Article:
However, if a calorie counter is part of a health-care mobile app that also collects blood glucose readings to help manage diabetes by calculating pre-meal insulin dose (Bolus) or Basal adjustments, then it will need agency oversight.
That’s the tricky line that the agency is trying to navigate in this brave new world of health-care 2.0.
The FDA issued draft guidance Tuesday that outlines how it intends to regulate mobile medical apps and repeatedly stressed that the final regulations would only address a small subset of mobile medical apps. The FDA does not intend to stymie mobile apps development or regulate how people use smartphones, said Bakul Patel, policy adviser at the Center for Devices and Radiological Health.
In a conference call with reporters, he said that the goal is to balance innovation with patient safety.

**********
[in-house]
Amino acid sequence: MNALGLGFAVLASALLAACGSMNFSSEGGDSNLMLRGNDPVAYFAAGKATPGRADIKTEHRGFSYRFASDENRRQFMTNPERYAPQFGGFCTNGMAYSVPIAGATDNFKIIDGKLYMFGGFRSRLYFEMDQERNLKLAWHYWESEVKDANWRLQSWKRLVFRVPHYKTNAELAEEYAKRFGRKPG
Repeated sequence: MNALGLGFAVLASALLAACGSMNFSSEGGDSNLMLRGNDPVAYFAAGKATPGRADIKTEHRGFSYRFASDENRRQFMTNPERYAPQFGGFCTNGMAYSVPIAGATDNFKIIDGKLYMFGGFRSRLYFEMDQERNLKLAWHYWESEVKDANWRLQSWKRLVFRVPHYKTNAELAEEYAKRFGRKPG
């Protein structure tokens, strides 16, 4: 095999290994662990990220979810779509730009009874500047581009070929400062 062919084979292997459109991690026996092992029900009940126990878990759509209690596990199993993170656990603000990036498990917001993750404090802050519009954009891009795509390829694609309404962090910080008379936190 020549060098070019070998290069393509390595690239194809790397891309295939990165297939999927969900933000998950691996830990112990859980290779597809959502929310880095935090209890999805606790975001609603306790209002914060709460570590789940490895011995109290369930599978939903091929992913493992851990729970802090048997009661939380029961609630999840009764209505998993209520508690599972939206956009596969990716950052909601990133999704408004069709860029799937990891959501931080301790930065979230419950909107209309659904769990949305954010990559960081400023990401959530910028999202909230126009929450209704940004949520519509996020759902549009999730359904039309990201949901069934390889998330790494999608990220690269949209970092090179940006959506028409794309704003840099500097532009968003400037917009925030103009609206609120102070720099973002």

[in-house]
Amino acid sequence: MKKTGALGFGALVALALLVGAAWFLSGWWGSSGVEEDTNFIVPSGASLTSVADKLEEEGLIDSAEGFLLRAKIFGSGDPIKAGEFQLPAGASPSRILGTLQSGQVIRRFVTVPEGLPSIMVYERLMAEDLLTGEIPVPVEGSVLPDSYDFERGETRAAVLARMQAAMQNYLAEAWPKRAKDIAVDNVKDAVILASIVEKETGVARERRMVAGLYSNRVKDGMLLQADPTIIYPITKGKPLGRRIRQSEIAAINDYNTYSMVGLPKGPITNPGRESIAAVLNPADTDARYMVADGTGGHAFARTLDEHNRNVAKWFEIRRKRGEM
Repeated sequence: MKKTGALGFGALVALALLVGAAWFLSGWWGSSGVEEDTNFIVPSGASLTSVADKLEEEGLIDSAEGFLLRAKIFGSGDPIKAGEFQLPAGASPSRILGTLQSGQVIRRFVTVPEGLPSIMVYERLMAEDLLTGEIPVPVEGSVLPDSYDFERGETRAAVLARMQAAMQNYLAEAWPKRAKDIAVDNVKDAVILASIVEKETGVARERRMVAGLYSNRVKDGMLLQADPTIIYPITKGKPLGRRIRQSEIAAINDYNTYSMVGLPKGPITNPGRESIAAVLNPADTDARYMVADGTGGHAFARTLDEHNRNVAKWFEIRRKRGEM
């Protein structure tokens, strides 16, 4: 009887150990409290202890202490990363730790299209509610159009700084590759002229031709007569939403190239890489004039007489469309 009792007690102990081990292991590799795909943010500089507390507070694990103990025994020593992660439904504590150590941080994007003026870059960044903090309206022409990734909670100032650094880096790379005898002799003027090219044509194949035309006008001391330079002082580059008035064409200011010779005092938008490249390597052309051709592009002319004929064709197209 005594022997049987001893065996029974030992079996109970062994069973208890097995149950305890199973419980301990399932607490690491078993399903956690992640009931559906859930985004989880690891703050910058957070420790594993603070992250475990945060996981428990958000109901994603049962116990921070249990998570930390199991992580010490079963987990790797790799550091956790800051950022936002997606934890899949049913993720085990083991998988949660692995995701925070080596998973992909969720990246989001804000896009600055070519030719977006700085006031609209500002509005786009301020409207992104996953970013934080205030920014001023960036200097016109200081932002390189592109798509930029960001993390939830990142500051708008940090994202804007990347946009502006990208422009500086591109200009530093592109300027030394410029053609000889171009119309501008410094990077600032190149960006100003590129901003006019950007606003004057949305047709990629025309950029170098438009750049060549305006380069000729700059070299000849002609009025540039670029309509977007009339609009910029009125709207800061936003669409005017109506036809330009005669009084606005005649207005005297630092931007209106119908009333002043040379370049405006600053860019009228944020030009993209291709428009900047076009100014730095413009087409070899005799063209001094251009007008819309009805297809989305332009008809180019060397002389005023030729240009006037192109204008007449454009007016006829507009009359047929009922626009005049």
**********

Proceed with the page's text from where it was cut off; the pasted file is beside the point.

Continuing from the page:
“FDA encourages this exciting development of new applications that can make health care better,” Patel said. “The FDA also has a public health responsibility to oversee the safety and effectiveness of those mobile medical applications that pose a risk to patients if they don’t work as intended.”
The agency will allow public comment starting tomorrow through Oct. 18.
To date, the agency has cleared a handful of medical apps, including this radiology app from Mobile MIM.
The guidance documents are available here.